I have a memory leak in Java in which I have 9600
ImapClients in my heap dump and only 7800
MonitoringTasks. This is a problem since every
ImapClient should be owned by a
MonitoringTask, so those extra 1800
ImapClients are leaked.
One problem is I can't isolate them in the heap dump and see what's keeping them alive. So far I've only been able to pinpoint them by using external evidence to guess at which
ImapClients are dangling. I'm learning OQL which I believe can solve this but it's coming slowly, and it'll take a while before I can understand how to perform something recursive like this in a new query language.
Determining a leak exists is difficult, so here is my full situation:
- this process was spewing OOMEs a week ago. I thought I fixed it and I'm trying to verify whether my fixed worked without waiting another full week to see if it spews OOMEs again.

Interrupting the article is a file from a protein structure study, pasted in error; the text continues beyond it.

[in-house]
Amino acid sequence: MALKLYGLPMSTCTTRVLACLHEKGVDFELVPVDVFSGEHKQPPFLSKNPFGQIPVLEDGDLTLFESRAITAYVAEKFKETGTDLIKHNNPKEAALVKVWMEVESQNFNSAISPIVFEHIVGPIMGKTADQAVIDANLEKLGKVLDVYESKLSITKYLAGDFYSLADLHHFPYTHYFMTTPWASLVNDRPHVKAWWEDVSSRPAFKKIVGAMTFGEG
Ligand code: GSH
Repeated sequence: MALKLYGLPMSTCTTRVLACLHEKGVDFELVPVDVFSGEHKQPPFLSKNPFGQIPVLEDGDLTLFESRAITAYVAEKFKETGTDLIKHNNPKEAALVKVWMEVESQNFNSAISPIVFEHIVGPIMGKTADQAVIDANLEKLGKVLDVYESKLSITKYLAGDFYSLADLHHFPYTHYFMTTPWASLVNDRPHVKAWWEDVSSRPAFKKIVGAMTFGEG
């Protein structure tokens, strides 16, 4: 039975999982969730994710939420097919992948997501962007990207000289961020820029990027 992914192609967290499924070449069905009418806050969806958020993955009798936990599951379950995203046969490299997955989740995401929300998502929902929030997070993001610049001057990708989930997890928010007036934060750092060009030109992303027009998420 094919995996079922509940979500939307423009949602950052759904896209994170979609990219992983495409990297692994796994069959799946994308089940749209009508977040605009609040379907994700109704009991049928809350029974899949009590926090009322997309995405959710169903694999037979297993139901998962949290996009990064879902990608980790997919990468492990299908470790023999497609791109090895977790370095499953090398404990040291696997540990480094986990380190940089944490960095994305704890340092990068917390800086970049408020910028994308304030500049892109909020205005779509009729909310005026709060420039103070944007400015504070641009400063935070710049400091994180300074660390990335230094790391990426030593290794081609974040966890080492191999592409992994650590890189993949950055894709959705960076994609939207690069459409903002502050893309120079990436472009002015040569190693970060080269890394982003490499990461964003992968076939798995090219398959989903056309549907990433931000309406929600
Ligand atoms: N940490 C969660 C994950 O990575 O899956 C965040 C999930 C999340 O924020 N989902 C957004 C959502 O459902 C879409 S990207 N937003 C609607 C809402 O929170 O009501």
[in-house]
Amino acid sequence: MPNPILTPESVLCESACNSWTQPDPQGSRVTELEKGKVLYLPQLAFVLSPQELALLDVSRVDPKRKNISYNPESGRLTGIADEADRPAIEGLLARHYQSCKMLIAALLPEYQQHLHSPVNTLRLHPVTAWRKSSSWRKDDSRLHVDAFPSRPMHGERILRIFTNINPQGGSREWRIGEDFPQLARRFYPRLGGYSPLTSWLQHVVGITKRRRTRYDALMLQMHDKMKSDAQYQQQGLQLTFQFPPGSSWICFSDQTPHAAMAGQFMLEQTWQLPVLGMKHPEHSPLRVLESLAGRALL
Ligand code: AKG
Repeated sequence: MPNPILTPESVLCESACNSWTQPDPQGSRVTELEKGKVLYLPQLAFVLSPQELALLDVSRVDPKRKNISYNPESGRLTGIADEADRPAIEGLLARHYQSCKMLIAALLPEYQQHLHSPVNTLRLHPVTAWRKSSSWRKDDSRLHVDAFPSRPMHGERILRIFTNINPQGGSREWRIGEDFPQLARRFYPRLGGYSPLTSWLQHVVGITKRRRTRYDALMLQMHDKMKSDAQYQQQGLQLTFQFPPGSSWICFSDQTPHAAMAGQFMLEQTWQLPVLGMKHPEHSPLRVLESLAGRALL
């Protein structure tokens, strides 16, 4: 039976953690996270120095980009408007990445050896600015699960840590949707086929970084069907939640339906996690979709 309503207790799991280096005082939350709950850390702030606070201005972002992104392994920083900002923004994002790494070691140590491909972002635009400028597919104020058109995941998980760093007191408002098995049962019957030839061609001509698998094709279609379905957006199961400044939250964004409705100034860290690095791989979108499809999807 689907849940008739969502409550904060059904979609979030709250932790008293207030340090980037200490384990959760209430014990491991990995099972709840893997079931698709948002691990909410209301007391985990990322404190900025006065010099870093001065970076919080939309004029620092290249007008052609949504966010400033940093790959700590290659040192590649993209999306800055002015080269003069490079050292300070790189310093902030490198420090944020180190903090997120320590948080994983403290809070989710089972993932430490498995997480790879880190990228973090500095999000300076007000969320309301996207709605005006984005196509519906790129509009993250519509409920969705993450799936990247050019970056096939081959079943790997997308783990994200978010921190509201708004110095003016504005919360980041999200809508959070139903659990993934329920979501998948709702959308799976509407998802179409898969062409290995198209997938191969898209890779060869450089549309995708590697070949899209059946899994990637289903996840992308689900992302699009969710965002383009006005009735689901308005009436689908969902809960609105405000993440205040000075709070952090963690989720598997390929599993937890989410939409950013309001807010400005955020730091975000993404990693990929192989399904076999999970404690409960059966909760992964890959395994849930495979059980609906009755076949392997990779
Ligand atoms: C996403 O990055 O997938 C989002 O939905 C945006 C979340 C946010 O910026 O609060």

- This task creates 7000-9000
ImapClients on start then under normal operation connects and disconnects very few of them.
- I checked another process running older pre-OOME code, and it showed numbers of 9000/9100 instead of 7800/9600. I do not know why old code will be different from new code but this is evidence of a leak.
The point of this question is so I can determine if there is a leak. There is a business rule that every
ImapClient should be a referee of a
MonitoringTask. If this query I am asking about comes up empty, there is not a leak. If it comes up with objects, together with this business rule, it is not only evidence of a leak but conclusive proof of one.